Urban areas experience higher temperatures compared to rural areas, and it is likely that this will lead to health risks within urban communities due extreme heat in the future. However, we have the power to minimize this effect by improving the infrastructures of our cities. An effective way to lower urban temperatures is increasing vegetation and water surfaces, which also provides the added benefit of increasing urban biodiversity, and improving air quality. While this known to be a valid strategy, the magnitude of the climate impact that such an improvement will have when applied on a city scale is unknown. Žuvela-Aloise et al. (2016) have modeled the potential of improving green and blue infrastructure within Vienna, and identified the ways in which changes should be applied in order to counteract urban warming as effectively as possible.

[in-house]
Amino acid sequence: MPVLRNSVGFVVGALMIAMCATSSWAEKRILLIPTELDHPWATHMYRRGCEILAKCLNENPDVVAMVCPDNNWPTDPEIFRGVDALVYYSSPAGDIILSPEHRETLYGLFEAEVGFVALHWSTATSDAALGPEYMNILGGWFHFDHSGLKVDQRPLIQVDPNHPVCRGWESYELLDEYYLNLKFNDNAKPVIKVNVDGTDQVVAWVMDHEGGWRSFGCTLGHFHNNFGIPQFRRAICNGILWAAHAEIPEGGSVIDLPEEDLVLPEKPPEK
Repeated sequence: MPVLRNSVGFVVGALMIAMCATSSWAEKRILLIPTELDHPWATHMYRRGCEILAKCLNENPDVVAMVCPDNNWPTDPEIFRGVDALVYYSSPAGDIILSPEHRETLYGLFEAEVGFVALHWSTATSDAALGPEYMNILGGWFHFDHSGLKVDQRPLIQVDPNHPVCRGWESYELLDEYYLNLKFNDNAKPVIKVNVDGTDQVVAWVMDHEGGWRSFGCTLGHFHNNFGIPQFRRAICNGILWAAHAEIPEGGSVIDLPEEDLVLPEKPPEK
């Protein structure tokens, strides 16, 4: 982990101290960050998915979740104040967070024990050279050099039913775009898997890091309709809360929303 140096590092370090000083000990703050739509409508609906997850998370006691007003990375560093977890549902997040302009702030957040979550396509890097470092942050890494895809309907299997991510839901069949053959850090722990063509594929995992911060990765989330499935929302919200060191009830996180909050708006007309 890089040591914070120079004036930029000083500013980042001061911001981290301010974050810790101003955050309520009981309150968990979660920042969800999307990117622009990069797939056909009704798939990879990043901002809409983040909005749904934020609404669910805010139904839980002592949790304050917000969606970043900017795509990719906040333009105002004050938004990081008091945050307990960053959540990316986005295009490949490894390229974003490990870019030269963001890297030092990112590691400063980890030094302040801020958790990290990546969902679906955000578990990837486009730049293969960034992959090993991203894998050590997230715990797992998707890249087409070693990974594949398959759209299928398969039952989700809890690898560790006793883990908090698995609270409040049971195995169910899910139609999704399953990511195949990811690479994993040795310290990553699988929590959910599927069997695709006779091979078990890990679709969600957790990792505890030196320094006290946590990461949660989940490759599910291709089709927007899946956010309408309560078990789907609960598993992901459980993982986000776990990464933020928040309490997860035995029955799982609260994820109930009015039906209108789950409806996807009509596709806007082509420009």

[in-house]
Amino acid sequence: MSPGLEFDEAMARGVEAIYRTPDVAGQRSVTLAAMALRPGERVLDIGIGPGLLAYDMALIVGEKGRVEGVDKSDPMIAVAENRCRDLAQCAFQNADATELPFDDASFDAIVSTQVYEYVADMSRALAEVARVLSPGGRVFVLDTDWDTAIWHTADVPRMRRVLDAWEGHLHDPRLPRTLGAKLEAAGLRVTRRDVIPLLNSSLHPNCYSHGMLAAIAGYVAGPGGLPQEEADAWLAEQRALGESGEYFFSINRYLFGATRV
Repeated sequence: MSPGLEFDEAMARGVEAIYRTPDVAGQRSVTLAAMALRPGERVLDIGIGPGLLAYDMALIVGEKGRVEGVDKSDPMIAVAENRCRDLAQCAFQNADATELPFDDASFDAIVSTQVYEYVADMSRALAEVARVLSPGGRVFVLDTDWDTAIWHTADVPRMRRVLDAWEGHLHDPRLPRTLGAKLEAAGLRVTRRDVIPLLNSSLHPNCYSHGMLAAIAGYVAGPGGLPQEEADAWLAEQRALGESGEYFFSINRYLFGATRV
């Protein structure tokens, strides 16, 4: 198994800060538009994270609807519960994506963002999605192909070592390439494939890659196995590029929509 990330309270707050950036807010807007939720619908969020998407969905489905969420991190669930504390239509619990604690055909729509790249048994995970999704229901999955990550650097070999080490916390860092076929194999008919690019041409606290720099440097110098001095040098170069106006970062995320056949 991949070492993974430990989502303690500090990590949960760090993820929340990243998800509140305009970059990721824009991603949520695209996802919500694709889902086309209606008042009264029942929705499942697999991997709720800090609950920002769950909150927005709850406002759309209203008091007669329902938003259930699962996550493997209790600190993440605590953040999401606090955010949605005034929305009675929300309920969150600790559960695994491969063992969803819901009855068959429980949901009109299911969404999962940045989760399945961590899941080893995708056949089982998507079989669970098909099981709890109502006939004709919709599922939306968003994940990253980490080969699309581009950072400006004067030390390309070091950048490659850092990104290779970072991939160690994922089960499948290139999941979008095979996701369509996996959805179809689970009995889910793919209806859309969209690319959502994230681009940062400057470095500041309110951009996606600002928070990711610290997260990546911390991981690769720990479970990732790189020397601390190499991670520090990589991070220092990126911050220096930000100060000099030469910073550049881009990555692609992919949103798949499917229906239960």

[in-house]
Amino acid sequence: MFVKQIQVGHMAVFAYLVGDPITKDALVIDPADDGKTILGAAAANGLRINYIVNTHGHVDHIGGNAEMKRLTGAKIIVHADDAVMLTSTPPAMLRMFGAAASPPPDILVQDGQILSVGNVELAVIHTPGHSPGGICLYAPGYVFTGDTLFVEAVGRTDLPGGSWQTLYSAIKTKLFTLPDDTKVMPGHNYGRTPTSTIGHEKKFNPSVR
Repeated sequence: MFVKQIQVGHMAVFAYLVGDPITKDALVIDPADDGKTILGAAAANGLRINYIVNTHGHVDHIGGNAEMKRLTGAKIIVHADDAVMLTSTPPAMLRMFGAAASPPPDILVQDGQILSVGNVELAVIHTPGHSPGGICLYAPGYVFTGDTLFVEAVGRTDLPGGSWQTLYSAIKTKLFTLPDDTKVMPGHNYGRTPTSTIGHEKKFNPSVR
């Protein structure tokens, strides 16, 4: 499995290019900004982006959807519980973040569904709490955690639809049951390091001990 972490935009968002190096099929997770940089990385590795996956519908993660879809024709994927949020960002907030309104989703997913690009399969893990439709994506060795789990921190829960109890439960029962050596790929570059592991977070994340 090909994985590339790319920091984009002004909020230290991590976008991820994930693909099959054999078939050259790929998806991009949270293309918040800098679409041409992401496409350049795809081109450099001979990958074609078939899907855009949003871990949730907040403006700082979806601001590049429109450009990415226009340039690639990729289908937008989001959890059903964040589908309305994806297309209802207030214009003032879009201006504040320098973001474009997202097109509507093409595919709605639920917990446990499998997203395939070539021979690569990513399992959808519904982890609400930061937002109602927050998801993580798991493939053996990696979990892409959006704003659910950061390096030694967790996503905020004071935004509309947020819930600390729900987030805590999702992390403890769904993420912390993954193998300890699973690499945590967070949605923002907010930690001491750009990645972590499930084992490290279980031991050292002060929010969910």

Global ambient temperatures keep rising year by year, and urban areas specifically experience higher temperatures compared to rural areas due to lower vegetation coverage and increased emissions. An effective strategy to counteract this problem is to expand green spaces and improve urban forestry. However, it is important to ensure that the greenery that we integrate into our cities can withstand changing climate conditions as ambient temperatures keep increasing at a rate faster than ever. Lanza and Stone (2016) focus on how global warming has affected the climate conditions around 20 highly populated metropolitan areas in USA, and the impact that this has had on present tree species. Continue reading →